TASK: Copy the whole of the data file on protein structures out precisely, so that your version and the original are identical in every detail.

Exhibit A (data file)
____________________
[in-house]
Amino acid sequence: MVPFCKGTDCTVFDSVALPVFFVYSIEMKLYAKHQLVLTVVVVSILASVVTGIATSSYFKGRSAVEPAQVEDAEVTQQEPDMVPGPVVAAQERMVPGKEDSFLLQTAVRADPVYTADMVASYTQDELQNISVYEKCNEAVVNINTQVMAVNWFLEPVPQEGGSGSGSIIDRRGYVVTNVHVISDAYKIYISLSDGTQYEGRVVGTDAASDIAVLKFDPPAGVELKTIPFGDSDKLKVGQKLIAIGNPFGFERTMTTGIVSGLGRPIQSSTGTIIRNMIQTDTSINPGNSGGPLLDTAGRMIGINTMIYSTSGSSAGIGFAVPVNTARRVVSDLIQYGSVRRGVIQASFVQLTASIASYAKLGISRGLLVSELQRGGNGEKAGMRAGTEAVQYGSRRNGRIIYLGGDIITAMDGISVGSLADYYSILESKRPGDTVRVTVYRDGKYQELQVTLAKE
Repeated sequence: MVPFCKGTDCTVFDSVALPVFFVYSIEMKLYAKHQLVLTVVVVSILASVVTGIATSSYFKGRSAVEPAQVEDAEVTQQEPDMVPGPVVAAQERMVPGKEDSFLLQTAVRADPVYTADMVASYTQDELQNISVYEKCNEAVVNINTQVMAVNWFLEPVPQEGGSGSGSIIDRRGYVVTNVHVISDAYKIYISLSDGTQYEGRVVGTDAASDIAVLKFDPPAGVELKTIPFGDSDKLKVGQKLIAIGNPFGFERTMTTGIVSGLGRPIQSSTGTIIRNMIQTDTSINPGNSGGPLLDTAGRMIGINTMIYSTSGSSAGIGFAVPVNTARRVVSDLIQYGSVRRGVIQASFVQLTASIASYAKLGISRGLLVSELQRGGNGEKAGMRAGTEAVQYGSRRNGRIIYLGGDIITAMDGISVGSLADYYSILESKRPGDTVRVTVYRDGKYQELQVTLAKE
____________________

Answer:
[in-house]
Amino acid sequence: MVPFCKGTDCTVFDSVALPVFFVYSIEMKLYAKHQLVLTVVVVSILASVVTGIATSSYFKGRSAVEPAQVEDAEVTQQEPDMVPGPVVAAQERMVPGKEDSFLLQTAVRADPVYTADMVASYTQDELQNISVYEKCNEAVVNINTQVMAVNWFLEPVPQEGGSGSGSIIDRRGYVVTNVHVISDAYKIYISLSDGTQYEGRVVGTDAASDIAVLKFDPPAGVELKTIPFGDSDKLKVGQKLIAIGNPFGFERTMTTGIVSGLGRPIQSSTGTIIRNMIQTDTSINPGNSGGPLLDTAGRMIGINTMIYSTSGSSAGIGFAVPVNTARRVVSDLIQYGSVRRGVIQASFVQLTASIASYAKLGISRGLLVSELQRGGNGEKAGMRAGTEAVQYGSRRNGRIIYLGGDIITAMDGISVGSLADYYSILESKRPGDTVRVTVYRDGKYQELQVTLAKE
Repeated sequence: MVPFCKGTDCTVFDSVALPVFFVYSIEMKLYAKHQLVLTVVVVSILASVVTGIATSSYFKGRSAVEPAQVEDAEVTQQEPDMVPGPVVAAQERMVPGKEDSFLLQTAVRADPVYTADMVASYTQDELQNISVYEKCNEAVVNINTQVMAVNWFLEPVPQEGGSGSGSIIDRRGYVVTNVHVISDAYKIYISLSDGTQYEGRVVGTDAASDIAVLKFDPPAGVELKTIPFGDSDKLKVGQKLIAIGNPFGFERTMTTGIVSGLGRPIQSSTGTIIRNMIQTDTSINPGNSGGPLLDTAGRMIGINTMIYSTSGSSAGIGFAVPVNTARRVVSDLIQYGSVRRGVIQASFVQLTASIASYAKLGISRGLLVSELQRGGNGEKAGMRAGTEAVQYGSRRNGRIIYLGGDIITAMDGISVGSLADYYSILESKRPGDTVRVTVYRDGKYQELQVTLAKE